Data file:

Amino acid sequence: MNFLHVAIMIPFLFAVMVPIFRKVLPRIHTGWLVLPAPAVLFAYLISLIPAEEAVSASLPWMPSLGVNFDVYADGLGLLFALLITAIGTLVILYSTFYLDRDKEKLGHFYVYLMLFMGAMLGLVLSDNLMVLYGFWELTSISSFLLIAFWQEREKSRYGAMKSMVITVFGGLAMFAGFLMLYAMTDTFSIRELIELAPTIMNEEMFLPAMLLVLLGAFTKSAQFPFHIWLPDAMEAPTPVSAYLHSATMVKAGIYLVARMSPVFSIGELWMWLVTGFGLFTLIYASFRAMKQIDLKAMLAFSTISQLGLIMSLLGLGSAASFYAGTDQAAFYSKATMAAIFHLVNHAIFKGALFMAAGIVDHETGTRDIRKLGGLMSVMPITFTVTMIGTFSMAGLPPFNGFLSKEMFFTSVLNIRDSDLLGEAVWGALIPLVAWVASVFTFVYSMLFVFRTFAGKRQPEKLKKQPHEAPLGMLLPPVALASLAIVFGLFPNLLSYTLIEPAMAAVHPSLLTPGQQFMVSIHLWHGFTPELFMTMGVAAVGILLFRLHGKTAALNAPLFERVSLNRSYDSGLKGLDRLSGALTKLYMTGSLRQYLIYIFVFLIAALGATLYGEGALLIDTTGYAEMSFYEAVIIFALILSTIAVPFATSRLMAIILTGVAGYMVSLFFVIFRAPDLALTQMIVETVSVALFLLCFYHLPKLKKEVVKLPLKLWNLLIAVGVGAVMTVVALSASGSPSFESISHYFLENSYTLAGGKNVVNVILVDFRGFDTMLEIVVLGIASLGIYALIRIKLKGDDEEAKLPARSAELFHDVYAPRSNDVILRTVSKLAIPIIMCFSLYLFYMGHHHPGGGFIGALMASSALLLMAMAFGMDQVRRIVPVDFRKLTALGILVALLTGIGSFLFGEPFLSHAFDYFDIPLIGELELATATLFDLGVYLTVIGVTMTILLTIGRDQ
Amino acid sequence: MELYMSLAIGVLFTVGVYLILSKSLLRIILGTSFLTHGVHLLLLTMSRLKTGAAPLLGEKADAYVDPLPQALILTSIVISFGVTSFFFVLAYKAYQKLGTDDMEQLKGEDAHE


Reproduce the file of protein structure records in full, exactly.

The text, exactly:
Amino acid sequence: MNFLHVAIMIPFLFAVMVPIFRKVLPRIHTGWLVLPAPAVLFAYLISLIPAEEAVSASLPWMPSLGVNFDVYADGLGLLFALLITAIGTLVILYSTFYLDRDKEKLGHFYVYLMLFMGAMLGLVLSDNLMVLYGFWELTSISSFLLIAFWQEREKSRYGAMKSMVITVFGGLAMFAGFLMLYAMTDTFSIRELIELAPTIMNEEMFLPAMLLVLLGAFTKSAQFPFHIWLPDAMEAPTPVSAYLHSATMVKAGIYLVARMSPVFSIGELWMWLVTGFGLFTLIYASFRAMKQIDLKAMLAFSTISQLGLIMSLLGLGSAASFYAGTDQAAFYSKATMAAIFHLVNHAIFKGALFMAAGIVDHETGTRDIRKLGGLMSVMPITFTVTMIGTFSMAGLPPFNGFLSKEMFFTSVLNIRDSDLLGEAVWGALIPLVAWVASVFTFVYSMLFVFRTFAGKRQPEKLKKQPHEAPLGMLLPPVALASLAIVFGLFPNLLSYTLIEPAMAAVHPSLLTPGQQFMVSIHLWHGFTPELFMTMGVAAVGILLFRLHGKTAALNAPLFERVSLNRSYDSGLKGLDRLSGALTKLYMTGSLRQYLIYIFVFLIAALGATLYGEGALLIDTTGYAEMSFYEAVIIFALILSTIAVPFATSRLMAIILTGVAGYMVSLFFVIFRAPDLALTQMIVETVSVALFLLCFYHLPKLKKEVVKLPLKLWNLLIAVGVGAVMTVVALSASGSPSFESISHYFLENSYTLAGGKNVVNVILVDFRGFDTMLEIVVLGIASLGIYALIRIKLKGDDEEAKLPARSAELFHDVYAPRSNDVILRTVSKLAIPIIMCFSLYLFYMGHHHPGGGFIGALMASSALLLMAMAFGMDQVRRIVPVDFRKLTALGILVALLTGIGSFLFGEPFLSHAFDYFDIPLIGELELATATLFDLGVYLTVIGVTMTILLTIGRDQ
Amino acid sequence: MELYMSLAIGVLFTVGVYLILSKSLLRIILGTSFLTHGVHLLLLTMSRLKTGAAPLLGEKADAYVDPLPQALILTSIVISFGVTSFFFVLAYKAYQKLGTDDMEQLKGEDAHE